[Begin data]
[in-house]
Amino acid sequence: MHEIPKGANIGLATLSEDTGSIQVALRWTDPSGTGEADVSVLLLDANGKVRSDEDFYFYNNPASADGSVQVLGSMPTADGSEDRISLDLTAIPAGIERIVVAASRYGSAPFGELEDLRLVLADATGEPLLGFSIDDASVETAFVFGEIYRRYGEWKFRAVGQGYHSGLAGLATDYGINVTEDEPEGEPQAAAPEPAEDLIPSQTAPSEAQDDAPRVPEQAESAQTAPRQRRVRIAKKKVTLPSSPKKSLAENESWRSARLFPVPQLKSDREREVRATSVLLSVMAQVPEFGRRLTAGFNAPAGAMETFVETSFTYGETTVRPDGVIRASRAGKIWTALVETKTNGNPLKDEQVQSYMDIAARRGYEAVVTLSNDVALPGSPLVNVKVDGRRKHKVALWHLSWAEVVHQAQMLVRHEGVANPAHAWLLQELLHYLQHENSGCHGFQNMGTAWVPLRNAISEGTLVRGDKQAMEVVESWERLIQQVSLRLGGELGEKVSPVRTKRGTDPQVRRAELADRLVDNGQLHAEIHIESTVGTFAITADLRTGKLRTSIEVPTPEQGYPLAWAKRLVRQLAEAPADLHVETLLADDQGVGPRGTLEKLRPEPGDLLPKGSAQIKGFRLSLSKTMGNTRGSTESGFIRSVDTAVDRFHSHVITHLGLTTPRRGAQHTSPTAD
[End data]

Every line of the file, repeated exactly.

[in-house]
Amino acid sequence: MHEIPKGANIGLATLSEDTGSIQVALRWTDPSGTGEADVSVLLLDANGKVRSDEDFYFYNNPASADGSVQVLGSMPTADGSEDRISLDLTAIPAGIERIVVAASRYGSAPFGELEDLRLVLADATGEPLLGFSIDDASVETAFVFGEIYRRYGEWKFRAVGQGYHSGLAGLATDYGINVTEDEPEGEPQAAAPEPAEDLIPSQTAPSEAQDDAPRVPEQAESAQTAPRQRRVRIAKKKVTLPSSPKKSLAENESWRSARLFPVPQLKSDREREVRATSVLLSVMAQVPEFGRRLTAGFNAPAGAMETFVETSFTYGETTVRPDGVIRASRAGKIWTALVETKTNGNPLKDEQVQSYMDIAARRGYEAVVTLSNDVALPGSPLVNVKVDGRRKHKVALWHLSWAEVVHQAQMLVRHEGVANPAHAWLLQELLHYLQHENSGCHGFQNMGTAWVPLRNAISEGTLVRGDKQAMEVVESWERLIQQVSLRLGGELGEKVSPVRTKRGTDPQVRRAELADRLVDNGQLHAEIHIESTVGTFAITADLRTGKLRTSIEVPTPEQGYPLAWAKRLVRQLAEAPADLHVETLLADDQGVGPRGTLEKLRPEPGDLLPKGSAQIKGFRLSLSKTMGNTRGSTESGFIRSVDTAVDRFHSHVITHLGLTTPRRGAQHTSPTAD